Toyota 4Runner 1996-2002: Transmission Diagnostic Guide

Do you feel like you're having problems with your Toyota 4Runner's transmission? This guide will help you locate the issue.

By Bassem Girgis - February 10, 2016

This article applies to the Toyota 4Runner (1996-2002).

The transmission is one of the most expensive components on your Toyota 4Runner. There are some things that can go wrong with the tranny, so discovering the problems quickly can end up saving you a lot of money. However, if you feel you're having transmission problems and you don't do anything about it, you may end up having to shop for a new transmission, which is guaranteed to break the bank. Read on to learn how to diagnose the transmission on your Toyota 4Runner and what you can do to save it.

Toyota 4Runner Transmission Diagnostic Guide

Materials Needed

  • Flashlight
  • Rag
  • ATF

Step 1 – Check fluid

It may be low.

As a maintenance interval, you should check your transmission's fluid often. Early model 4Runner's have transmission fluid dipsticks that are accessible from the engine bay. Later model trucks do not, so consider this a good excuse to give the fluid a quick change. If the fluid is ignored for long enough, it will cause buildup in the transmission and the fluid's additives will break down, lessening its lubrication properties. This could cause transmission damage and result in slipping. What happens is that when you press the accelerator pedal, the RPM's will shoot up but the car will not accelerate. This is the a result of the torque converter not being able to transmit fluid/pressure through the transmission and cause effective gear changes or engagement. If you experience transmission slippage, be sure to look into it immediately because it will cause damage to your gears.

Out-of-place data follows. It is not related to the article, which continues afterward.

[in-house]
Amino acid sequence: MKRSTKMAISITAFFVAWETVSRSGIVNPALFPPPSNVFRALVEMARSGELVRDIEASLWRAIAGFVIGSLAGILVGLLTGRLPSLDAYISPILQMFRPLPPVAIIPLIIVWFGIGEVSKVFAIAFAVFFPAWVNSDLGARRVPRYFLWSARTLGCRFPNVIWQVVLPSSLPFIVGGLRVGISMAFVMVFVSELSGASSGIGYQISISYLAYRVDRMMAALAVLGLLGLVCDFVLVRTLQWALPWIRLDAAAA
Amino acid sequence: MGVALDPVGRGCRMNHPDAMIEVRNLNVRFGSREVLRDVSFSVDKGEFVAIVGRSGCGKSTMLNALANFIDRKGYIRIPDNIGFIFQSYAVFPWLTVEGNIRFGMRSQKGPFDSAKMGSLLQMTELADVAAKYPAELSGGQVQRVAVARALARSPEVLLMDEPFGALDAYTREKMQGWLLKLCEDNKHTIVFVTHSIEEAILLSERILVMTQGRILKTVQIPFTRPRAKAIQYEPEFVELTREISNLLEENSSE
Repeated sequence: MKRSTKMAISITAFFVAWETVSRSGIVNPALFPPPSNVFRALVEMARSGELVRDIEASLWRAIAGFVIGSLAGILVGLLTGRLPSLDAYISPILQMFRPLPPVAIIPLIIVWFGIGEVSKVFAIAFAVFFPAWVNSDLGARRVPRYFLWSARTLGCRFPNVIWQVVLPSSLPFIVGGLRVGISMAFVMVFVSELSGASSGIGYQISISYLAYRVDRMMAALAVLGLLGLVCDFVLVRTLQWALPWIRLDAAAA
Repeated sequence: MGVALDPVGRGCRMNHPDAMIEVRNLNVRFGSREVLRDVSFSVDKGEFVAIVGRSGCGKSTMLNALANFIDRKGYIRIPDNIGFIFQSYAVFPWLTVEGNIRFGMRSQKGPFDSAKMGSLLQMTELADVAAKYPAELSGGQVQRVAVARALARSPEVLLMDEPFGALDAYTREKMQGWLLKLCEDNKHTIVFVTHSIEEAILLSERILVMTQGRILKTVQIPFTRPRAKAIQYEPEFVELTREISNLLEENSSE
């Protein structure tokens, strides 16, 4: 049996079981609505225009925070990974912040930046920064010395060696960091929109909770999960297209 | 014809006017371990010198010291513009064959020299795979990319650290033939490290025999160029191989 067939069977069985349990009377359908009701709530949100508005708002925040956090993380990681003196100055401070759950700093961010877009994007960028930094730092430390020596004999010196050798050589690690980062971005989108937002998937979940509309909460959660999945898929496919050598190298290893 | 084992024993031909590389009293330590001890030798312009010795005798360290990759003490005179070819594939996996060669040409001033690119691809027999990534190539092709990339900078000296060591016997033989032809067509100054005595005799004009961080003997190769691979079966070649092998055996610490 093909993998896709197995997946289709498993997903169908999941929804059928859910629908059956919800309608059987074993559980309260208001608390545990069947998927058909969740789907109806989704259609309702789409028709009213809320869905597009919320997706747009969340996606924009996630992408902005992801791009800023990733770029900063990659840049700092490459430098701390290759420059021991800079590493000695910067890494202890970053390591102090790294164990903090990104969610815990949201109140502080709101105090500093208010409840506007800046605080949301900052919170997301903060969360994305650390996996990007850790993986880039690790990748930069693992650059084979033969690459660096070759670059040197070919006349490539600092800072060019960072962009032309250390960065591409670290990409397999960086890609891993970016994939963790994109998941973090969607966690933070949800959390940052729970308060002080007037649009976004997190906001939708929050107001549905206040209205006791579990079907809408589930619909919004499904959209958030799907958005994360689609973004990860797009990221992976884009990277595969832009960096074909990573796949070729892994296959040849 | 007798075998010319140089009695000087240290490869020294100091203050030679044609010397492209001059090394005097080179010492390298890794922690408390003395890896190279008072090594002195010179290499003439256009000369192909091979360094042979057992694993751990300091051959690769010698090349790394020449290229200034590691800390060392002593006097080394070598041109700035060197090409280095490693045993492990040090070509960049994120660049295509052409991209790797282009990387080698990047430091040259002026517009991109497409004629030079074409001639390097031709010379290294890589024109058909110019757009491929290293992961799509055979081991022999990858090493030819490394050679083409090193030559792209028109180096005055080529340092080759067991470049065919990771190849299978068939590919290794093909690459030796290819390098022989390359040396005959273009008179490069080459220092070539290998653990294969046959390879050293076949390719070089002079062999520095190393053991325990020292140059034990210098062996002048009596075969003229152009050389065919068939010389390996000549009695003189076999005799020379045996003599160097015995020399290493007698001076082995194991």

Figure 1. Check transmission fluid using orange dipstick.

If the transmission fluid is at a proper level, proceed to Step 2.

Step 2 – Check wires going to transmission

They could be worn or cracked.

If the wires going to your transmission are worn or cracked, they could cause a number of problems, from slipping to transmission not engaging properly. Go under your 4Runner and inspect all the wires going to your tranny. Pull the wires off and check their connectors. If they are dirty or corroded, then clean them and make sure they are not disturbed by any dirt or grime. Any damaged wiring will obviously require proper repairs, so ready your extra wire, crimps and soldering iron, and get to work.

Figure 2. Check all wires connected to transmission.

If the wires are in a good condition, proceed to Step 3.

Step 3 – Read computer codes

It will guide you to the faulty component.

The best way to find out the source of the problem, before removing all of the sensors, is to use a scan tool to check your car's computer. There are a number of sensors, such as the temperature sensor, that could go wrong and cause your transmission to act up. Reading the diagnostic code on your vehicle will point you directly at the culprit. After checking the obvious, such as the fluid level as well as color and checking the wires, using a scan tool is your next step. Read the code and compare it to your owner's manual, then replace the faulty component causing the issue. The scan tool connects to the outlet under the dashboard. On older, pre-OBD trucks, you can jump two wires in the fuse panel to show diagnostic trouble codes in the gauge cluster.

Figure 3. OBD-II connection.

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